Iranians Feel the Squeeze From U.S. Sanctions Aimed at Their Leaders
ABC News anchor David Muir and his team have traveled to Iran for a special Inside Iran report from the streets of Tehran, revealing the effects of Washington's tightening sanctions on the country.
Today, we went in search of one of the biggest pharmacies in central Tehran, after hearing that life-saving medicine was running out.
"Right now, we are running low on every kind of medicine," said Dr. Kheirollah Gholami, who runs the pharmacy.
He pointed straight to the ever-tightening U.S. sanctions, which are meant to force Iran's leaders, including Supreme Leader Ayatollah Ali Khamenei, to change course on their nuclear program.
Those sanctions are affecting everyone because the money flowing in and out of Iran is nearly frozen.
"When I can't pay you, how can you send the medicine to me?" Gholami said. He said that even though food and medicine were exempt from U.S. sanctions, it was a "Catch-22."
Cameras are rarely allowed free reign in Iran but Gholami let ABC News inside the pharmacy.
Immediately we saw lines as we snaked our way behind the counter. In the back, we found that the pharmacy was low on many medications and had run out of several cancer drugs.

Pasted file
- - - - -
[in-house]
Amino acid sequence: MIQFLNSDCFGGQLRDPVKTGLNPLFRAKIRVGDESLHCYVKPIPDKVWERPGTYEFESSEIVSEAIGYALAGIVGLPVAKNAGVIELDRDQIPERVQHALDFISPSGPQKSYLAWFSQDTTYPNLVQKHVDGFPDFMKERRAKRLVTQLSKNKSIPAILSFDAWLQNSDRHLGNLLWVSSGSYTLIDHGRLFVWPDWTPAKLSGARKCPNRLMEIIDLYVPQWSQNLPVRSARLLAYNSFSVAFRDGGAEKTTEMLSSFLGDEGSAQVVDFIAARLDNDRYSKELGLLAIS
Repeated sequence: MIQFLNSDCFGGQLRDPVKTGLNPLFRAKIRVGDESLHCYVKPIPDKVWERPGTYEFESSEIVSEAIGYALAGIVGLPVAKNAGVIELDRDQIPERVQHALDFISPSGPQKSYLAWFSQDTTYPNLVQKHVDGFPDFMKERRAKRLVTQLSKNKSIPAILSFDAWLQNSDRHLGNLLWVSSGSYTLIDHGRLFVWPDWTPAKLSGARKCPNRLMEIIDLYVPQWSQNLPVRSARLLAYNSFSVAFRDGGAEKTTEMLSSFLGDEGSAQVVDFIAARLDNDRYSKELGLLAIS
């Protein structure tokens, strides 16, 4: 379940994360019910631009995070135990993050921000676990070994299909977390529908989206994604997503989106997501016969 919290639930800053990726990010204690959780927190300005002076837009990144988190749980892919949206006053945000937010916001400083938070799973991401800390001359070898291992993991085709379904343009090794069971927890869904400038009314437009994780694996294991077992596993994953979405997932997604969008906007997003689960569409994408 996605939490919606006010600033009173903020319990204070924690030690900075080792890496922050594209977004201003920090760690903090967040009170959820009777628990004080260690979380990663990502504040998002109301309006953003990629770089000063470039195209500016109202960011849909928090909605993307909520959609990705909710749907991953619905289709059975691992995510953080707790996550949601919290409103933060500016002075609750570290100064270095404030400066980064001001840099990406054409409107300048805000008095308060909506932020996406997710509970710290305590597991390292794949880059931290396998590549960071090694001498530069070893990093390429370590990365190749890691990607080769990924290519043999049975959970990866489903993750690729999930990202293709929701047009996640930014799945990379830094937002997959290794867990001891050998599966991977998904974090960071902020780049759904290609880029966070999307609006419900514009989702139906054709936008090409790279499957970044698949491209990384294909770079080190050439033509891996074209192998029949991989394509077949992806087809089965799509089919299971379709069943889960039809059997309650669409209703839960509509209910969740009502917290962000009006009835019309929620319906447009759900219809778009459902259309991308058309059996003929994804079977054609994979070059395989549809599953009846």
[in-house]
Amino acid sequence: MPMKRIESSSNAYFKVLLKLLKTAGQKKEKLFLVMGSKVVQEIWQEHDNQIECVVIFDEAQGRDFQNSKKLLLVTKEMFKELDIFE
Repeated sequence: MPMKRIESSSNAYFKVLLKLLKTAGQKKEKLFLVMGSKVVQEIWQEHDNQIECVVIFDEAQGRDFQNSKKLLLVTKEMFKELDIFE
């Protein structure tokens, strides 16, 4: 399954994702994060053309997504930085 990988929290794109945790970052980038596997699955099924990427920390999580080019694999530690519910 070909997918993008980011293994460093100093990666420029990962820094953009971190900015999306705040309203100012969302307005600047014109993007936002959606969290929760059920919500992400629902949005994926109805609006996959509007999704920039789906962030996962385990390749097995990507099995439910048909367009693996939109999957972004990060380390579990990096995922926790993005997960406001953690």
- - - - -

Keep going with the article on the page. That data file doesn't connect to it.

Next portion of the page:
Gholami said that 40 people today had sought one particular cancer drug.
"If we don't have," he said. "Nothing."
One man showed us a prescription for a loved one with leukemia. He had taken a cab from two hours away. Because of skyrocketing inflation here, we calculated that the ride had cost him more than $500.
He said he had been to more than 20 pharmacies before arriving at Gholami's. When he reached the counter's window, though, he was told to come back Saturday.
The U.S. Treasury's spokesperson said today that the U.S. did not sanction medicine and that this was Iranian spin.
"U.S. sanctions have never targeted Iranian humanitarian imports, including medicine. We have been very clear about this and we have seen that payment channels for these types of goods remain open and available," the spokesperson said. "The real problem concerning medical supplies in Iran seems to stem from the fact that the Iranian government has not allocated the money necessary for certain types of medical purchases, which is likely causing a shortage in some areas of the country. This was pointed out by the former Iranian health minister in December before she was promptly removed from her post."
In a new report from UN inspectors today, they said that they'd discovered new centrifuges at one of Iran's main nuclear sites, allowing the country to speed up the process to nuclear weapons.
The State Department responded, calling the findings "further escalation" and "another provocative step" - all just days before Iran is expected to return to the nuclear negotiating table with the United States and others Tuesday in Almaty, Kazakhstan, for the first time since talks collapsed eight months ago.
Iran denies an intention to build nuclear weapons.